Client Cooperative Interview Behavior and Outcome in Paradoxical and Behavioral Brief Treatment Approaches

Michael A. Westerman, A. Steven Frankel, J. S. Tanaka, Jana Kahn

Research output: Contribution to journalArticlepeer-review

Abstract

In this study, we investigated the differential implications of client cooperation for improvement in behavioral versus paradoxical brief treatment approaches. The subjects included 16 clients who completed a brief course of counseling, 9 in a paradoxical condition and 7 in a behavioral condition. Client cooperation versus resistance was assessed on the basis of behavior during intake interviews in terms of the coordinating style construct (Westerman, Tanaka, Frankel, & Kahn, 1986), which assesses how well the client coordinates contributions to the interaction with the interviewer's contributions and the client's own contributions at other points in time. As hypothesized, there was a stronger negative relation between noncoordinating style and improvement in the behavioral condition as compared with the paradoxical condition. The findings provide preliminary empirical support for the widely held position that a paradoxical approach is especially well suited for resistant clients, whereas behavioral approaches are appropriate for cooperative clients.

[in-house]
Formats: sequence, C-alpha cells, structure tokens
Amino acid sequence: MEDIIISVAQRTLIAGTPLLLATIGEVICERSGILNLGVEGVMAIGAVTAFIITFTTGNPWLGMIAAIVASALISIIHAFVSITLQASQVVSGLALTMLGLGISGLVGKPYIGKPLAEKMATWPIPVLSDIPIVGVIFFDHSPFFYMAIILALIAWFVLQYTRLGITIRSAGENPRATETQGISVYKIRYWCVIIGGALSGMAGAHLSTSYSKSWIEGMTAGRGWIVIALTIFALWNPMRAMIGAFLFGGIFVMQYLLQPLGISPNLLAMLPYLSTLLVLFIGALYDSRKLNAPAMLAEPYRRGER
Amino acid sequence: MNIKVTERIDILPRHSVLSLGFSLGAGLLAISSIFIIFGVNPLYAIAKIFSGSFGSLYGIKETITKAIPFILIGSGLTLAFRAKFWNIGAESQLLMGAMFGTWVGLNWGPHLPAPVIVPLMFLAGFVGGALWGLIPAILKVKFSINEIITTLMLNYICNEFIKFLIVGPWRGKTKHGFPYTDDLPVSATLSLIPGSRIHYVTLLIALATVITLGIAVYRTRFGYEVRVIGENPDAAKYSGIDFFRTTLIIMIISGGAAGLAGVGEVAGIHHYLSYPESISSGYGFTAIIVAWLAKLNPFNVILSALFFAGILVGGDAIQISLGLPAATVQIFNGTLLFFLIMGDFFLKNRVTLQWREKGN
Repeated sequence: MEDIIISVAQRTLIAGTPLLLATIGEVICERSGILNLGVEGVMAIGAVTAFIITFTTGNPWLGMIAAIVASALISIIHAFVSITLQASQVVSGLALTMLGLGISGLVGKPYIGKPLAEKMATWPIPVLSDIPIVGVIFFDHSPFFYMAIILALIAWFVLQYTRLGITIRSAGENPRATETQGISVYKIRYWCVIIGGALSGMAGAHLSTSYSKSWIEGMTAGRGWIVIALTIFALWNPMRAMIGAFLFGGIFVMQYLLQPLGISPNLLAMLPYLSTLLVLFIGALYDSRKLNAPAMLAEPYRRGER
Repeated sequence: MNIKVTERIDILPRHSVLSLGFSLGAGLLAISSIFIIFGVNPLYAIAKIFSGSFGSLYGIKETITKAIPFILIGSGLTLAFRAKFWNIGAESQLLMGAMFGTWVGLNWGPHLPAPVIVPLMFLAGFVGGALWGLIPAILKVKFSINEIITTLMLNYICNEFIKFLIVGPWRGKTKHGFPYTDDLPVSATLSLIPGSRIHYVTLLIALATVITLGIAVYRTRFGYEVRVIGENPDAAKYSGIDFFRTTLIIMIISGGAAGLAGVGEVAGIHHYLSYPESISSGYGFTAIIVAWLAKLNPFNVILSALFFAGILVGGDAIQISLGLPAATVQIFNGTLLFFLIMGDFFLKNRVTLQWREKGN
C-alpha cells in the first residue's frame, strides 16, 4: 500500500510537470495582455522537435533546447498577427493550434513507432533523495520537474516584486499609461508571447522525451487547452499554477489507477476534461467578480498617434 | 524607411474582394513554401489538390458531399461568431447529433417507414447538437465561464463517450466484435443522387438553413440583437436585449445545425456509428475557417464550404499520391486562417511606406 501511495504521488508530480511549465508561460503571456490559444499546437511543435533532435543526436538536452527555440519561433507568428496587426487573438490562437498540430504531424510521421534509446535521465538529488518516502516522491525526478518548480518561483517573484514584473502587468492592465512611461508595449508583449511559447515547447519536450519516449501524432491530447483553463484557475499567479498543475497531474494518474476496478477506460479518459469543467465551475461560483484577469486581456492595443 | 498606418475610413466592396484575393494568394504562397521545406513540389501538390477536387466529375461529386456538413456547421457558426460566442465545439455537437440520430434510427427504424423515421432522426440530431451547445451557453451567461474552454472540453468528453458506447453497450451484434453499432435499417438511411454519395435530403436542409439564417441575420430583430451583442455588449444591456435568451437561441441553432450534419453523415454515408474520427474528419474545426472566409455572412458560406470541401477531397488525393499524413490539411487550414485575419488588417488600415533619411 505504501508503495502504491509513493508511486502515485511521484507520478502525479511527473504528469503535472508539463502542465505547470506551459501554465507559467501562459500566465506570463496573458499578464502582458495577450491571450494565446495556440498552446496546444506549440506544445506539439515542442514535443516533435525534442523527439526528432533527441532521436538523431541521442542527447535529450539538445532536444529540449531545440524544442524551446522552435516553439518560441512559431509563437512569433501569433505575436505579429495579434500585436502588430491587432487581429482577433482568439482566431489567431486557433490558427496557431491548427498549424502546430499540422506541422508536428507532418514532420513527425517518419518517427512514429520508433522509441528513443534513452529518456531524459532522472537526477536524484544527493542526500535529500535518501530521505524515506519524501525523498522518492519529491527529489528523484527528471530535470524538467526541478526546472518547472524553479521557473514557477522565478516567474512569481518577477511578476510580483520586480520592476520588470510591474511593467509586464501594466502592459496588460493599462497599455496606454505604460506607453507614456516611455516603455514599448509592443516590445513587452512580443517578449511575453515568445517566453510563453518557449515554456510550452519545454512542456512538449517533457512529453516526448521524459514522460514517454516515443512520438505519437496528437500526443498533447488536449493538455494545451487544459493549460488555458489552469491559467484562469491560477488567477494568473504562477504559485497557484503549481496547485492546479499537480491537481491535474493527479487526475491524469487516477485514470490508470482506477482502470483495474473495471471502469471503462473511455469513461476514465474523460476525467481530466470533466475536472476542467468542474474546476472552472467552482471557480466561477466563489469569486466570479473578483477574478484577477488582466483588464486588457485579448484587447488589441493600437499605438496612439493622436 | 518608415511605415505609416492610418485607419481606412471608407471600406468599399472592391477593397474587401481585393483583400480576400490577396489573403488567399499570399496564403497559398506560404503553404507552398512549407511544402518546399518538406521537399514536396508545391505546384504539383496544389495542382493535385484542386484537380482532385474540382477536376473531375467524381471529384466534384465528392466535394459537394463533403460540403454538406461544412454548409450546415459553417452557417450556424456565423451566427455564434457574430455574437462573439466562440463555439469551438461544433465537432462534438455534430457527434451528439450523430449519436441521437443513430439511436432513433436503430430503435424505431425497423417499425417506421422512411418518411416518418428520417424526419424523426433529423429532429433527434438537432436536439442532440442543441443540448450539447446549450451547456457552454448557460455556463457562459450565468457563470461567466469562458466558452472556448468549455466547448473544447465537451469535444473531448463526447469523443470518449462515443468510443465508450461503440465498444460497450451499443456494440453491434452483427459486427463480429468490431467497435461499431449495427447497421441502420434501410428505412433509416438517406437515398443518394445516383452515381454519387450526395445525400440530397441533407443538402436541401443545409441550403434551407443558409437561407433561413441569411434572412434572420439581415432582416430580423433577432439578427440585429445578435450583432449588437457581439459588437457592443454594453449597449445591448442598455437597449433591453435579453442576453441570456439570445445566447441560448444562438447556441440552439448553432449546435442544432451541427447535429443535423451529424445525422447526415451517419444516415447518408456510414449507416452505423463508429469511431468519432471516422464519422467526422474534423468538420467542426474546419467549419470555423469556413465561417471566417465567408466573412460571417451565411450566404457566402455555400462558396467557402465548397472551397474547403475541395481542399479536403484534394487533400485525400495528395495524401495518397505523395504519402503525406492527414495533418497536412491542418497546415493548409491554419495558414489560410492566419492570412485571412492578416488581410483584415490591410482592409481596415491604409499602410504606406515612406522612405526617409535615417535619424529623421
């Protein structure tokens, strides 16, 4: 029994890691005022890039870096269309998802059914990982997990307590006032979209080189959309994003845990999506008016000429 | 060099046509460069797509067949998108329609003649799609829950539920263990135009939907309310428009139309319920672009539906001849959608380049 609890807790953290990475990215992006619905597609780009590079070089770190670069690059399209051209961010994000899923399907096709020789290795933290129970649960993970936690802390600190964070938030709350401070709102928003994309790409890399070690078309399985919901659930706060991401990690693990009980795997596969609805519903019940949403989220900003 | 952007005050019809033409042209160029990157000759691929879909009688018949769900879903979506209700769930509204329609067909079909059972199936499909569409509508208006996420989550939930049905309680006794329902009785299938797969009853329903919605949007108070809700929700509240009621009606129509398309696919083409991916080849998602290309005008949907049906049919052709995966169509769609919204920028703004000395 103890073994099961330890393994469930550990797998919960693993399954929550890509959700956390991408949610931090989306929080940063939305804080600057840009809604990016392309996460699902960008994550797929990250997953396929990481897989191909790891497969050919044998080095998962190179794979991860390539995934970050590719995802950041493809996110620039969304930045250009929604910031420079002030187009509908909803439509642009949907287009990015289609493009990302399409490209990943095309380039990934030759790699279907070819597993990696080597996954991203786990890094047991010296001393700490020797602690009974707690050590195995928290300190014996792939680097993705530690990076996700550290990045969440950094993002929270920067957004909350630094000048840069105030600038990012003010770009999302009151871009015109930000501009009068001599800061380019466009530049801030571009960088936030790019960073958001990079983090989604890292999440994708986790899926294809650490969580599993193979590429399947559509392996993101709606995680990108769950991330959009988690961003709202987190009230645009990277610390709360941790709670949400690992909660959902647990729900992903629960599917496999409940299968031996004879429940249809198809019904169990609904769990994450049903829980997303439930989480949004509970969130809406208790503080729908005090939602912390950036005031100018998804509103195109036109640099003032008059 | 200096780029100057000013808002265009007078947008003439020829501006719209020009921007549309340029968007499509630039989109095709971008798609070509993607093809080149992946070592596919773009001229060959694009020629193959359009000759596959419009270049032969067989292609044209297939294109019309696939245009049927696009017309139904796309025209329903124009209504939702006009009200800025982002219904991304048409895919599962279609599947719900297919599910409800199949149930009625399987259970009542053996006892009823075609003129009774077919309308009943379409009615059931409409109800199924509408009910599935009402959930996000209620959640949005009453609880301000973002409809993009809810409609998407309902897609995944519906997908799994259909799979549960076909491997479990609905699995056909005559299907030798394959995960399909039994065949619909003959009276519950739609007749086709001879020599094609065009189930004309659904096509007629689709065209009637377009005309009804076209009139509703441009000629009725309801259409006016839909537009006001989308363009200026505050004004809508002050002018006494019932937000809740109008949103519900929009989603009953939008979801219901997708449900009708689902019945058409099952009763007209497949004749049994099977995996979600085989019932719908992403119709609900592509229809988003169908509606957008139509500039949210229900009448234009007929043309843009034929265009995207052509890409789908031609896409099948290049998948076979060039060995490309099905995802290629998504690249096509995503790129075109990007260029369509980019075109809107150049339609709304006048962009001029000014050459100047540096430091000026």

Original languageEnglish (US)
Pages (from-to)99-102
Number of pages4
JournalJournal of Counseling Psychology
Volume34
Issue number1
DOIs
StatePublished - Jan 1987

ASJC Scopus subject areas

  • Social Psychology
  • Clinical Psychology
  • Psychiatry and Mental health

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